Hard Rock Cafe Announces Boutique Label: Four Lucky Bands To Receive $25,000 And All The Money They Can Earn
from the philanthropy-and-overpriced-drink-'specials'-FTW dept
Word comes via the Daily Swarm that the Hard Rock brand is now affixing itself to a boutique label. But this is a label without multi-page contracts or onerous royalty demands. Hard Rock Records is set up to lose money from day one, all in the interest of giving bands that catch its ear a leg up.
The brainchild of CMO John Galloway and A&R co-heads Blake Smith and James Buell, Hard Rock Records is only in its first year and thus far has just one act signed to its roster – the Gulfport, Mississippi roots-rock act Rosco Bandana. More interesting than its late entrance into the record label game is that Hard Rock Records is marking itself as an "altruistic" label, or a non-profit, so to speak.This is another example of content as advertising. There's little doubt the Hard Rock logo will be displayed prominently wherever these bands play, but in exchange, they'll get tour support and be able to take advantage of Hard Rock's promotional skills and reach. And since there's no catch, each of the four bands signed will be able to keep all the money they've earned and walk away free and clear after 12 months. Not a bad deal at all.
"We had discussed different variations of a label a few years ago," Buell explains to Rolling Stone. "Everything was netting back to how were we going to make money. After we did our research, it just never seemed like a good idea."
Last year during Lollapalooza, where Chicago's Hard Rock Hotel is the annual ground zero for the fest's biggest after-parties, Galloway approached the two and told them to move forward with the label. "He said, 'No, that's the thing, that's the catch – we're NOT going to make any money," explains Buell.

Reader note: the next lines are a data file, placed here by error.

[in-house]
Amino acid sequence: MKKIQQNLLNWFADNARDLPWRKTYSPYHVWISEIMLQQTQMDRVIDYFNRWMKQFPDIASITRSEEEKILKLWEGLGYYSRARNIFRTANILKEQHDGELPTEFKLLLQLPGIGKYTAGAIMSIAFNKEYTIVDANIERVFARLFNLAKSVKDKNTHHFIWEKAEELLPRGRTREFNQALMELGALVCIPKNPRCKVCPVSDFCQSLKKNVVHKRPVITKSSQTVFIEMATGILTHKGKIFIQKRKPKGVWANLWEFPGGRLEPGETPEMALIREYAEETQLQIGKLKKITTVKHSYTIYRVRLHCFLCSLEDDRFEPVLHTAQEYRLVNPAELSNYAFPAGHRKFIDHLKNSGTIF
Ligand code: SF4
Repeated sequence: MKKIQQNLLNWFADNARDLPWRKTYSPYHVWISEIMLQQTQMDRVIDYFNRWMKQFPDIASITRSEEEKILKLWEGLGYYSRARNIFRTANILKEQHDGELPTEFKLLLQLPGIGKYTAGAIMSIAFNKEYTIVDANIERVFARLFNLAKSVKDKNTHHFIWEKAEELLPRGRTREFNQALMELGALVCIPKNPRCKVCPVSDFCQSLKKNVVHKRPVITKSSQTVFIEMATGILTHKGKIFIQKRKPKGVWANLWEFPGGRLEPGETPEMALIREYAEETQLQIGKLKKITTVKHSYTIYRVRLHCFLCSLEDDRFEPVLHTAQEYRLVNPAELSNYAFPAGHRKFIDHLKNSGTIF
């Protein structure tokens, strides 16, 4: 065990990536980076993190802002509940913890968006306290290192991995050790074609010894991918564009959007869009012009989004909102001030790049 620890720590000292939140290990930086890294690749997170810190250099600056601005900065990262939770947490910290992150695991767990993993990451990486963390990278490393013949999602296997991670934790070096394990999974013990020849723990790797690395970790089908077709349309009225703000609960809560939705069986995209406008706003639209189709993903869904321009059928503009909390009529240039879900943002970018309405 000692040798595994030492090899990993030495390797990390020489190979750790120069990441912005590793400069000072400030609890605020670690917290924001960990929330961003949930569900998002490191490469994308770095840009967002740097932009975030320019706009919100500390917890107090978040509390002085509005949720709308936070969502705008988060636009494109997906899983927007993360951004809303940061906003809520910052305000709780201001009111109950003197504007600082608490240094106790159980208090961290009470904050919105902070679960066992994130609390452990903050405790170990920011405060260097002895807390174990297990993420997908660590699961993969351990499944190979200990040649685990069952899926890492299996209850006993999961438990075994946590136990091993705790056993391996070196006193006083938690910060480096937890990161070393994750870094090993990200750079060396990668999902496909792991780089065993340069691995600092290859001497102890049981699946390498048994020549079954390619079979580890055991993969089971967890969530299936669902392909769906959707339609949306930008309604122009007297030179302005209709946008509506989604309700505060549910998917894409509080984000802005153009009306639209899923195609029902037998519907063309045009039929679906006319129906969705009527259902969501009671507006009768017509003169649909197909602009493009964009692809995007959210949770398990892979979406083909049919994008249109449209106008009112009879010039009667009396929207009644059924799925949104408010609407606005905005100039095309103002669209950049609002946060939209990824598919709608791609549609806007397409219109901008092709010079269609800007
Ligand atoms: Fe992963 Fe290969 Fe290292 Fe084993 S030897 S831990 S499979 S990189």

"It's kind of like music philanthropy," adds Smith. "We want to find bands that need a leg up. We take them for a year, make a record with them, give them video money, give them a van, get a booking agent to help them get on the road, and hopefully find them another label that is going to house and better build them for the long-term. We do all this with them, and they keep every penny of everything and they walk after 12 months."Hard Rock has this built into its advertising budget, which is probably the best P&L line to put it on. A band receiving $25,000 with no strings attached and nothing to recoup is going to find it very hard not to talk up the Hard Rock brand. If nothing else, it will be mentioned every time someone asks the band, well, pretty much anything, really. It might be tough to gauge the ROI from this, but as it's set up now, no one seems to be too concerned. It certainly generates a ton of goodwill for Hard Rock, which usually translates to brand loyalty.
I don't imagine this experiment will find itself leading a bandwagon, though. There aren't many companies willing to invest $100K into something as ethereal as "karma." But it does add another wrinkle to the music business, bringing back the concept of patronage and treating your artistic investment as some sort of loss leader. Hard Rock does have itself set up to take advantage of any additional business this might drum up. Syncing up new bands and a promotional tour will be frictionless with its existing venues and sponsored festivals. The question isn't how much money the band might make, but how much Hard Rock will see added to its bottom line from dipping its toe into the music industry. Setting the expectation at $0 for the trial run is probably wise, as it makes it nearly impossible to undershoot the goal, as it were.
It's not a business plan by any stretch of the imagination and it's certainly not going to bring about a brave new world of artistic patronage, but it's hard to knock a bit of altruism for its own sake (corporate advertising opportunities, notwithstanding). It's also great news for four bands, who'll get a $25K kickstart and year of worry-free money making.